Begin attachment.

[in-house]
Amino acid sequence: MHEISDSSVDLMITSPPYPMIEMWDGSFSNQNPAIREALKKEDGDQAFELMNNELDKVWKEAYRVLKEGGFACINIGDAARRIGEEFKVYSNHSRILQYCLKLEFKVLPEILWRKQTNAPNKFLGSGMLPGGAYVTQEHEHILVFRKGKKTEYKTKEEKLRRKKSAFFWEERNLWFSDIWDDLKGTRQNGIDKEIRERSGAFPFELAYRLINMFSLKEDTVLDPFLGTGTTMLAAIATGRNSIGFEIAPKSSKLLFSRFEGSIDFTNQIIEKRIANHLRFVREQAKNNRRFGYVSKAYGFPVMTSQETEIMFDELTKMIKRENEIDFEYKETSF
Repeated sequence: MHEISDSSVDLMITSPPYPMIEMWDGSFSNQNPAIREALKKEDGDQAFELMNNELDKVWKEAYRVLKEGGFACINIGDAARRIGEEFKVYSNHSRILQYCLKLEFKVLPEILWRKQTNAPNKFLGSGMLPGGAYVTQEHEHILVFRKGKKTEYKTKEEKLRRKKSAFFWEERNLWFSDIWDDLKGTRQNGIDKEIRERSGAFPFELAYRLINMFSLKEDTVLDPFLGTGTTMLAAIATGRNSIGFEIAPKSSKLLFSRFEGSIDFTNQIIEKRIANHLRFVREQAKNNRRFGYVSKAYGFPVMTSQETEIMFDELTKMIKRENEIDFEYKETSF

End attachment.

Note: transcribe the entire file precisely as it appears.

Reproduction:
[in-house]
Amino acid sequence: MHEISDSSVDLMITSPPYPMIEMWDGSFSNQNPAIREALKKEDGDQAFELMNNELDKVWKEAYRVLKEGGFACINIGDAARRIGEEFKVYSNHSRILQYCLKLEFKVLPEILWRKQTNAPNKFLGSGMLPGGAYVTQEHEHILVFRKGKKTEYKTKEEKLRRKKSAFFWEERNLWFSDIWDDLKGTRQNGIDKEIRERSGAFPFELAYRLINMFSLKEDTVLDPFLGTGTTMLAAIATGRNSIGFEIAPKSSKLLFSRFEGSIDFTNQIIEKRIANHLRFVREQAKNNRRFGYVSKAYGFPVMTSQETEIMFDELTKMIKRENEIDFEYKETSF
Repeated sequence: MHEISDSSVDLMITSPPYPMIEMWDGSFSNQNPAIREALKKEDGDQAFELMNNELDKVWKEAYRVLKEGGFACINIGDAARRIGEEFKVYSNHSRILQYCLKLEFKVLPEILWRKQTNAPNKFLGSGMLPGGAYVTQEHEHILVFRKGKKTEYKTKEEKLRRKKSAFFWEERNLWFSDIWDDLKGTRQNGIDKEIRERSGAFPFELAYRLINMFSLKEDTVLDPFLGTGTTMLAAIATGRNSIGFEIAPKSSKLLFSRFEGSIDFTNQIIEKRIANHLRFVREQAKNNRRFGYVSKAYGFPVMTSQETEIMFDELTKMIKRENEIDFEYKETSF